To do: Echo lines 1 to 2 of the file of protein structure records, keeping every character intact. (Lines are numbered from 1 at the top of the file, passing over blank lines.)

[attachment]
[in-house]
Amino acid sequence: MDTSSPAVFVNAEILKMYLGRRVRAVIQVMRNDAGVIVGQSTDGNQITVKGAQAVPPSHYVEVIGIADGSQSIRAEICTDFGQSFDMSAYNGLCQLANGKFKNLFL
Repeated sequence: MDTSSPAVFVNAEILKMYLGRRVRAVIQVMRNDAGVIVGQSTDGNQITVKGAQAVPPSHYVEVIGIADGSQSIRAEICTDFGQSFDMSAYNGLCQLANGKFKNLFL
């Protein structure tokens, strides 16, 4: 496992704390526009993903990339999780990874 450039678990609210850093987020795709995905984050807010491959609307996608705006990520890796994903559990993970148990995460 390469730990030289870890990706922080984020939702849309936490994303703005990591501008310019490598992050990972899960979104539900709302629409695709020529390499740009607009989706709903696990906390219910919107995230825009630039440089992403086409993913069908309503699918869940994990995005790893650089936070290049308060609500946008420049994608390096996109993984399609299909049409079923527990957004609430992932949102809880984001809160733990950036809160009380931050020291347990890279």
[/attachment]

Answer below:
[in-house]
Amino acid sequence: MDTSSPAVFVNAEILKMYLGRRVRAVIQVMRNDAGVIVGQSTDGNQITVKGAQAVPPSHYVEVIGIADGSQSIRAEICTDFGQSFDMSAYNGLCQLANGKFKNLFL